Baldwin "S-12" Locomotives


The Baldwin S-12 was an upgraded version of its predecessor, the S-8 although both models were cataloged at the same time. Similar in size and mechanics, save for increased horsepower, this final switcher model manufactured during the 1950s sold relatively well for the company as numerous railroads and private industries purchased the model. While the locomotive did have some complaints regarding reliability it was revered for its ability to out-pull nearly anything in its class (a Baldwin trademark thanks to their Westinghouse traction motors). The S-12 also saw the builder do away with the earlier complicated classification system and introducing one much simpler. Today, there are eight S-12's known to be preserved at museums while others are still hauling freight for short line carriers.  

Baldwin may have struggled as a diesel manufacturer but its switchers and road-switchers boasted good looks and clean lines, topped by a centered head-light on the long hood sporting decorative beveling.  From a functionality standpoint they sat high and offered crews relatively good visibility on a modest frame.  

Sierra Railroad's only two S-12's it purchased new in 1955 pull an excursion through rural Keystone, California in October, 1985. Drew Jacksich photo.








The Baldwin S-12 switcher began production in 1951 and by that time was technically a product of the Baldwin-Lima-Hamilton Corporation (BLH). BLH was formed through the merger of the Baldwin Locomotive Works and Lima-Hamilton in 1951 after the former came under the control of Westinghouse Electric Company, a long time supplier of internal components for Baldwin's diesels (the two companies had also collaborated on several electric locomotives dating back to the 19th century).  Thanks to the S-12's increased horsepower it sold much better than its less powerful counterpart.  For more information about the S-12 model please click here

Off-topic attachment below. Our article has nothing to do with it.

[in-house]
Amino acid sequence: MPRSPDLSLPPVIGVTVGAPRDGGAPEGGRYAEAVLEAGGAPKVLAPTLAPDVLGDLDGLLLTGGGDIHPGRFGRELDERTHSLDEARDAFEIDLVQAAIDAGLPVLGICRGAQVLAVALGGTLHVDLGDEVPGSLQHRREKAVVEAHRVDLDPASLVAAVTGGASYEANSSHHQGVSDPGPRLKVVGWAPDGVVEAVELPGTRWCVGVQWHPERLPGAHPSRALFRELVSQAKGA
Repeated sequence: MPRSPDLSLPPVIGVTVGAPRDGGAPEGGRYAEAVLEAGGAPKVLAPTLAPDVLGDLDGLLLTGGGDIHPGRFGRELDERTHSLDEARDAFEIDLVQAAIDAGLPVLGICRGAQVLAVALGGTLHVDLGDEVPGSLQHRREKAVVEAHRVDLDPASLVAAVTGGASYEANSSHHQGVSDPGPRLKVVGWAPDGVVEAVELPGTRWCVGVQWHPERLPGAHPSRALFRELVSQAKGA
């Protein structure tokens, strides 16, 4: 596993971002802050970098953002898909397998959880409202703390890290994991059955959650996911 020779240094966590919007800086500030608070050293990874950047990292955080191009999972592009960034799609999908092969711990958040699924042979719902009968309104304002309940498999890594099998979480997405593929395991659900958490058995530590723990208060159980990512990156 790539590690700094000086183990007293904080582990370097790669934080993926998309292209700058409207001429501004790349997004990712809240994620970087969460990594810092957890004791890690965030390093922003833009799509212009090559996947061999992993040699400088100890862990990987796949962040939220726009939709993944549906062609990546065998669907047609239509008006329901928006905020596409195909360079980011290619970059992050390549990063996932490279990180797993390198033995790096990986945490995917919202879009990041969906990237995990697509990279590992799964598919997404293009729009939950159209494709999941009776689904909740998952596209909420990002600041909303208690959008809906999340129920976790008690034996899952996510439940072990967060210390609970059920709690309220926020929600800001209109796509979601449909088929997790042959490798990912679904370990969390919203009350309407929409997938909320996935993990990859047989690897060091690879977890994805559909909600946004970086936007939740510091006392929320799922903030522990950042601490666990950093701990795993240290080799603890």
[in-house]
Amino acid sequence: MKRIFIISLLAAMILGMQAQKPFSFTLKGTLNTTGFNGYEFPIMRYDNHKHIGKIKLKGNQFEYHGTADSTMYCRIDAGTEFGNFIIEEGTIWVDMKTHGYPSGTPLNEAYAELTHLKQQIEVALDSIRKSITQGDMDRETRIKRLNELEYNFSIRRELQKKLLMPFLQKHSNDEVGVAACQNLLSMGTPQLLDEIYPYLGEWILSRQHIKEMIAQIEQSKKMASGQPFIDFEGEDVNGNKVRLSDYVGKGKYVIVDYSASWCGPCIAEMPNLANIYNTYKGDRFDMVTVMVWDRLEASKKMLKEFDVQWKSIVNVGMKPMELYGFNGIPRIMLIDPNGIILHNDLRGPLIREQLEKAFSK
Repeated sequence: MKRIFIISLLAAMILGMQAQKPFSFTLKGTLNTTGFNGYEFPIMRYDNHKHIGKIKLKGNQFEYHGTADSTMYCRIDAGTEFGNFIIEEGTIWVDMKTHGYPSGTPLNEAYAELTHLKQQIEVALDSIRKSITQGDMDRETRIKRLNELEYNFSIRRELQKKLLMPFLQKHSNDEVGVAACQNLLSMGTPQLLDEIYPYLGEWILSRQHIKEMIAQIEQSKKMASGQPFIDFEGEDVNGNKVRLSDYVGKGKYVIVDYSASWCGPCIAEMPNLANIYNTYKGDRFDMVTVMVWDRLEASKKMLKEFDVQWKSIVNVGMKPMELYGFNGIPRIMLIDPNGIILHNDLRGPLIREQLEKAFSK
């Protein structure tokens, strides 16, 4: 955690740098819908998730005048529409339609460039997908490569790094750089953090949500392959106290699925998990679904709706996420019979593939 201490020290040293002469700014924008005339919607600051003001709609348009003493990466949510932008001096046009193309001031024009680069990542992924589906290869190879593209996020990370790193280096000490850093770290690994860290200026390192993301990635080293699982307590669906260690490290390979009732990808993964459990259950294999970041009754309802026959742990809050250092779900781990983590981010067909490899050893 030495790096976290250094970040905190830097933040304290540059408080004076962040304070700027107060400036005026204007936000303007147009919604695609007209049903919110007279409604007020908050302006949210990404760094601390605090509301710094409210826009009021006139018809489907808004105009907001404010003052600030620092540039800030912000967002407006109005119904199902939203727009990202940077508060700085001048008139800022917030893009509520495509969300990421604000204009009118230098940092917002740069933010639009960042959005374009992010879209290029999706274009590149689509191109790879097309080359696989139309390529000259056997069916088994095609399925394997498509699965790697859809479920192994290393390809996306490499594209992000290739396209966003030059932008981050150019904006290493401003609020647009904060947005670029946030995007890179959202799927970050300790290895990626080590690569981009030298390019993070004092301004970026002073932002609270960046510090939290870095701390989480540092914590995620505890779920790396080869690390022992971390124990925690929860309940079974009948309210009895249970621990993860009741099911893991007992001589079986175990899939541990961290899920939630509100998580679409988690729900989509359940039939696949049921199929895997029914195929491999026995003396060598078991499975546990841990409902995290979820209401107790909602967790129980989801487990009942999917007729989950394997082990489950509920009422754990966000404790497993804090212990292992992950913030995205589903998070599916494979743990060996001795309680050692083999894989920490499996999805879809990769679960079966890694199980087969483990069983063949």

Seaboard Coast Line S-12 #204 is seen here in Hamlet, North Carolina during the spring of 1972. This unit began its career as Seaboard Air Line #1463 in 1952. Warren Calloway photo.

At 1,200 horsepower using Baldwin's latest prime mover, the 606A SC railroads found the locomotive quite versatile in several applications from yard and industrial work to revenue service on secondary and branch lines.  The locomotive came equipped with standard four axle (B-B) trucks and could produce a hefty 72,000 pounds of starting tractive effort (34,000 pounds continuous).  When production had ended in August, 1956 the model had been sold to several railroads like the Chicago & North Western, Jersey Central, Southern Pacific, New York Central, Southern, and the ever-loyal Pennsylvania. Additionally the military and industries purchased the locomotive including the Army, U.S. Steel, Armco Steel, American Smeting and Refining Company, Erie Mining, and others. In total, Baldwin sold 451 examples of the S-12.

Lehigh Valley S-12 #240 idles away on the ready track at Sayre, Pennsylvania on August 4, 1974. Doug Kroll photo.